Saturday, September 28, 2013

Rwanda: Kagame, Kerry Discuss Regional Security

Rwanda: Kagame, Kerry Discuss Regional Security

President Paul Kagame and the US Secretary of State John Kerry on Thursday held bilateral talks which revolved around the security situation in the Great Lakes region, particularly in eastern Democratic Republic of Congo (DRC).
The meeting sought mechanisms that will enable Rwanda and the US to maintain close working relations in efforts towards restoring peace and security in the region.
Addressing journalists shortly after the meeting in New York, Foreign Affairs Minister Louise Mushikiwabo, said: "The forum was about working more closely with the US government on regional stability, while preserving the core security interest of our country and keep moving on to eventually reach at state of stability in the region."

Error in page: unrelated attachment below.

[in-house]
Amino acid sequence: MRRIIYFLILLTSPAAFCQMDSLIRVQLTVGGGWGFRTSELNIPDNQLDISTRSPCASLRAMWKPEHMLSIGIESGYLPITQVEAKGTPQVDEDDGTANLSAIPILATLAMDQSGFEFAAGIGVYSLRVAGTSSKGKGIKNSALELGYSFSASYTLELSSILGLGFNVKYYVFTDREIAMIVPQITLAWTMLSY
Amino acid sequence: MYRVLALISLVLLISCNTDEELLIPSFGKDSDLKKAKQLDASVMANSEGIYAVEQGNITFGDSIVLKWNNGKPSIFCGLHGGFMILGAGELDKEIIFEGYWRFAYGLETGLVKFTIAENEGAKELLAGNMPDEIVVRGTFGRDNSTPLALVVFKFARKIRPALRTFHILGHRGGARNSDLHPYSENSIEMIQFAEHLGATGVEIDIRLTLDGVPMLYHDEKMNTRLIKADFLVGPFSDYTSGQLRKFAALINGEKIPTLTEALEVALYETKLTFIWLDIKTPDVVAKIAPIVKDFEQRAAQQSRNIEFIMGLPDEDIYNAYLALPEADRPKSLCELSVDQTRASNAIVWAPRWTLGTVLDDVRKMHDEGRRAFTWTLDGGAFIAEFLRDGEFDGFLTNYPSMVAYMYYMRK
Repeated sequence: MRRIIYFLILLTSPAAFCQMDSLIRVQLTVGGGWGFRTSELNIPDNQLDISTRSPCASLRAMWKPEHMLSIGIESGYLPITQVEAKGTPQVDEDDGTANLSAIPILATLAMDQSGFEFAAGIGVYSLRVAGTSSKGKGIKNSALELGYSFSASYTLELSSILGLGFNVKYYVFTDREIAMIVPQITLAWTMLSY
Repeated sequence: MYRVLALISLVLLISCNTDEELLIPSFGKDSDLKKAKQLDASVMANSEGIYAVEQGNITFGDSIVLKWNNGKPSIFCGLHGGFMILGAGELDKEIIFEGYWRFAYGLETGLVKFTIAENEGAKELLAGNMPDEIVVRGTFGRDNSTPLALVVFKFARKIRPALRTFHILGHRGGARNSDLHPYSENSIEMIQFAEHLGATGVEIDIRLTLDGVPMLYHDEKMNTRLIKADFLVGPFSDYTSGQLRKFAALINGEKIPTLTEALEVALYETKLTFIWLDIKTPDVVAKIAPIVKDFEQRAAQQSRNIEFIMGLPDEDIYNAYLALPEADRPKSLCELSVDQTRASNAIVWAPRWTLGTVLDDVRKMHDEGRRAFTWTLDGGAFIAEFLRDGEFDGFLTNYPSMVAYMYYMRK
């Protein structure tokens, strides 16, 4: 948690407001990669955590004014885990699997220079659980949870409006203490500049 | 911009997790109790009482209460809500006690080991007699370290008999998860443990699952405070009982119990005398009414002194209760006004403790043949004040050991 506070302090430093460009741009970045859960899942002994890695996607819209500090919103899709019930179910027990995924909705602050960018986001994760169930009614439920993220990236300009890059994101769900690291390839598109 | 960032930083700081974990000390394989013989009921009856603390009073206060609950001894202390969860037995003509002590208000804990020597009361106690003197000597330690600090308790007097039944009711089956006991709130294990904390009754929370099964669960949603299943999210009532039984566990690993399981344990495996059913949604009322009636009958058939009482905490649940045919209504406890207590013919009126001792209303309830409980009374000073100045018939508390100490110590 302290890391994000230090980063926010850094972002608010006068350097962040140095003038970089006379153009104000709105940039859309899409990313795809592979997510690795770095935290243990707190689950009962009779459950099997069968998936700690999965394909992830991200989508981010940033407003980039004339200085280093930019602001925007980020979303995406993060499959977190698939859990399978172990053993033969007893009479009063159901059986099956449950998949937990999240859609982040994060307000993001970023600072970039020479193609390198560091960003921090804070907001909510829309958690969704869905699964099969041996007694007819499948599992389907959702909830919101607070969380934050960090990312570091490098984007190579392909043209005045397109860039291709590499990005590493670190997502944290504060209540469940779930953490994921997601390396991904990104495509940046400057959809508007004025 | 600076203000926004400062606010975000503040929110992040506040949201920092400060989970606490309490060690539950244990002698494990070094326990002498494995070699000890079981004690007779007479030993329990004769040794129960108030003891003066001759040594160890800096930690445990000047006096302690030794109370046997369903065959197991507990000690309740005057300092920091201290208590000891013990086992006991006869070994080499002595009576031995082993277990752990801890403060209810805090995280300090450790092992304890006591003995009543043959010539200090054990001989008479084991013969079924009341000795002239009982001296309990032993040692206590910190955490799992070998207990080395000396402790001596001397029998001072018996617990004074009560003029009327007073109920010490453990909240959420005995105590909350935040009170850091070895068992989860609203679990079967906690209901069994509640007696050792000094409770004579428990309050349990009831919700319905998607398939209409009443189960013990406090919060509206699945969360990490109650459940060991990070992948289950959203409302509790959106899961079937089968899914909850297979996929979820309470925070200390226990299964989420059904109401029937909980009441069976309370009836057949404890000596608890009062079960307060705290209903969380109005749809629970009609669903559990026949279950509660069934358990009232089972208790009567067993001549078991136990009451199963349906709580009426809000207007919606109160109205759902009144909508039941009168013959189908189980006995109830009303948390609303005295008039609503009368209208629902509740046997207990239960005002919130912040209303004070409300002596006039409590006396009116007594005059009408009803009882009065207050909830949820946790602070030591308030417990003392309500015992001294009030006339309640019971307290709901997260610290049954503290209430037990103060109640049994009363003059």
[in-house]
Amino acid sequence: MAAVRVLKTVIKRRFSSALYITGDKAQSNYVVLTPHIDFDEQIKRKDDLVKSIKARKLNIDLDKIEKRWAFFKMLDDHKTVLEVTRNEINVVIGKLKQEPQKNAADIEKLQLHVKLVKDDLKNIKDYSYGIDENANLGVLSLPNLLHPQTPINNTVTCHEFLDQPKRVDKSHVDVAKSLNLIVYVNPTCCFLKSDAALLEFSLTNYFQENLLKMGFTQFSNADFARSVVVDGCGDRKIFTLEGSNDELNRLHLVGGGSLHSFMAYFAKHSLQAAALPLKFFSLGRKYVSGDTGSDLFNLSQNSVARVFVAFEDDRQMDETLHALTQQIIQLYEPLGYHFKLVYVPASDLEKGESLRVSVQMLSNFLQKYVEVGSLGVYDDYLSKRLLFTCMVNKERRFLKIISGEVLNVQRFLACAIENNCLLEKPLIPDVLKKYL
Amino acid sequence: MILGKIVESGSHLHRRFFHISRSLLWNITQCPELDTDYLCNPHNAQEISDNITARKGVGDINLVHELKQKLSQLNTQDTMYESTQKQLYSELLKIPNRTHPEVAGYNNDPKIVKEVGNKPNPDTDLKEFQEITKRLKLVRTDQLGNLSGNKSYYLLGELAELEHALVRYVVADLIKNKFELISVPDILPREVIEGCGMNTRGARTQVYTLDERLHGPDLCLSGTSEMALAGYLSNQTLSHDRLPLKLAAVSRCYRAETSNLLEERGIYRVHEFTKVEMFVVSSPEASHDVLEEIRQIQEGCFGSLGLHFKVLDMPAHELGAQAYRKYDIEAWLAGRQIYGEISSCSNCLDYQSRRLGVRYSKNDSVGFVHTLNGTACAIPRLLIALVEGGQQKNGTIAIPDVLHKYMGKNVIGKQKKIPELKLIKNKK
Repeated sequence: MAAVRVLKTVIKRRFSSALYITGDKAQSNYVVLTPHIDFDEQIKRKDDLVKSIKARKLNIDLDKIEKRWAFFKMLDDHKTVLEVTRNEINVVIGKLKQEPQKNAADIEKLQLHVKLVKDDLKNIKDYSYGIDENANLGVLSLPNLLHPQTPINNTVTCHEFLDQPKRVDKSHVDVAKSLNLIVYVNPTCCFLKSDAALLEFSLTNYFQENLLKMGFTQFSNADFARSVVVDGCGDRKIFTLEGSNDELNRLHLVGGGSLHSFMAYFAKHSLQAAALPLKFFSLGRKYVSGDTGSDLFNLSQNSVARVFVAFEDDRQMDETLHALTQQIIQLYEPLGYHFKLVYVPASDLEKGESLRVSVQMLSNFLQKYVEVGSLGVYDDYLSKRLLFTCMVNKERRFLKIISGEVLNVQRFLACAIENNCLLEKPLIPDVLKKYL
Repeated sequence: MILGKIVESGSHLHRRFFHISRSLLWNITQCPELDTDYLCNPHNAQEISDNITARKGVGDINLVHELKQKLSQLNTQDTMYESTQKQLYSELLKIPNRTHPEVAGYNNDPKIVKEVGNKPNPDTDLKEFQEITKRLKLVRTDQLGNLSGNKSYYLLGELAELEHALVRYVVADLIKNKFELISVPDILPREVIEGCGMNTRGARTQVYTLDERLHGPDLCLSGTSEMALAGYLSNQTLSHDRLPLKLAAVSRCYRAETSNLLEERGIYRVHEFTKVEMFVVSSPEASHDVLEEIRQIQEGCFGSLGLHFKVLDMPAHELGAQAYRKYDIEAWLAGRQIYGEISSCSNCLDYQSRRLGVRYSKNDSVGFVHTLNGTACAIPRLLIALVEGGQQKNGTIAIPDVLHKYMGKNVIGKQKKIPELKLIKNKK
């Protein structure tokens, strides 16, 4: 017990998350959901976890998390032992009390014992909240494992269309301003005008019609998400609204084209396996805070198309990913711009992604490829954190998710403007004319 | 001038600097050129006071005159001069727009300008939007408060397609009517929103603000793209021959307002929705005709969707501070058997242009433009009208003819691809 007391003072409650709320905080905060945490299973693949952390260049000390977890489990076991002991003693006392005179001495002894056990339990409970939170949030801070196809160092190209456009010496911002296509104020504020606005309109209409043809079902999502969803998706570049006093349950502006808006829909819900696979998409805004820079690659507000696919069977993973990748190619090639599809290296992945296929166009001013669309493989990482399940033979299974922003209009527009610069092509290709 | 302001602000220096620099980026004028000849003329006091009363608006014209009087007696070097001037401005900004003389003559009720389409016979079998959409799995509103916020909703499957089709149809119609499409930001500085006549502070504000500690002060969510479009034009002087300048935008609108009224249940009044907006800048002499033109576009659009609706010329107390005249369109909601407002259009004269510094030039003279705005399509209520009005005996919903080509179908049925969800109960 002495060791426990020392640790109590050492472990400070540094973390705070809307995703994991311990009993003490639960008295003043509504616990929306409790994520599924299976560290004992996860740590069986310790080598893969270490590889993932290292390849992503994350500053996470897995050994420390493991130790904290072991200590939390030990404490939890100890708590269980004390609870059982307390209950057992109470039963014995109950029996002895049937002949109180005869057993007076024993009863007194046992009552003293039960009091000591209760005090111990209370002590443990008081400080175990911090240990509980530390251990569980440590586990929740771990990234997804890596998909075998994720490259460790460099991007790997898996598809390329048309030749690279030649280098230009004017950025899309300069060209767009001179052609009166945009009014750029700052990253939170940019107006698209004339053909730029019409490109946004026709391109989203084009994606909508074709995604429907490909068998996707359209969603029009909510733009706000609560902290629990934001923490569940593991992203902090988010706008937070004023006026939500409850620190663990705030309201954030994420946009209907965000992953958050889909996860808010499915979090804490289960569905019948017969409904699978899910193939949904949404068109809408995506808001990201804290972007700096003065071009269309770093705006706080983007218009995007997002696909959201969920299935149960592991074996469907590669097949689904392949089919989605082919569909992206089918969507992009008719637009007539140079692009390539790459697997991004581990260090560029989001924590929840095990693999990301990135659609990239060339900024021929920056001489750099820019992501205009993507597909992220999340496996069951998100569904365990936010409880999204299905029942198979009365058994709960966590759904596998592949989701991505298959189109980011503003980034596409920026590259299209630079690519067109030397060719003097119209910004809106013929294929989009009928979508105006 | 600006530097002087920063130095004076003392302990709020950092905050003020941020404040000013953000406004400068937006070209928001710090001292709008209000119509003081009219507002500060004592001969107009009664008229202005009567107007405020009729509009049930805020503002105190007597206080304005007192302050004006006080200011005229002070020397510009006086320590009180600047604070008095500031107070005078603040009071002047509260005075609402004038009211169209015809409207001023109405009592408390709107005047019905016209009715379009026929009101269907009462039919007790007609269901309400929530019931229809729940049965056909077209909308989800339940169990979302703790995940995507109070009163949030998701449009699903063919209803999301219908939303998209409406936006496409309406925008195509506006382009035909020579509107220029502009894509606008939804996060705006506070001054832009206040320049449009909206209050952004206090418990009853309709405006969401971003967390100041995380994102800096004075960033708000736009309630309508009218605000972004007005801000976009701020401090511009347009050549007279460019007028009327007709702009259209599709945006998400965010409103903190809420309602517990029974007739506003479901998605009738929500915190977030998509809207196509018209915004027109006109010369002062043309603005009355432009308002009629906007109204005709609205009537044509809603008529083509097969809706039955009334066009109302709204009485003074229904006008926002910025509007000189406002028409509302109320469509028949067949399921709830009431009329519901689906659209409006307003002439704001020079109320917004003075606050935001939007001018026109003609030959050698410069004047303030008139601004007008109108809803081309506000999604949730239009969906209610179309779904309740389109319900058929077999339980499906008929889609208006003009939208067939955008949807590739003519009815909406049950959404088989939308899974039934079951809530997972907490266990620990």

"The meeting was very productive, it was about where we are today and what needs to be done to actually get out of the crisis mood that has prevailed since April last year, it was about securing the interests of Rwanda and supporting Rwanda's contribution to regional stability," she said.
She added, "It's important to remember that the kind of understanding and analysis that has prevailed in the eastern DRC has been superficial."
Earlier this month, a regional Heads of State summit on the DRC crisis was held in the Ugandan capital Kampala, to find a "lasting solution" to the ongoing conflict, which last month threatened to spill over to Rwanda, after 36 mortar bombs landed into the border district of Rubavu.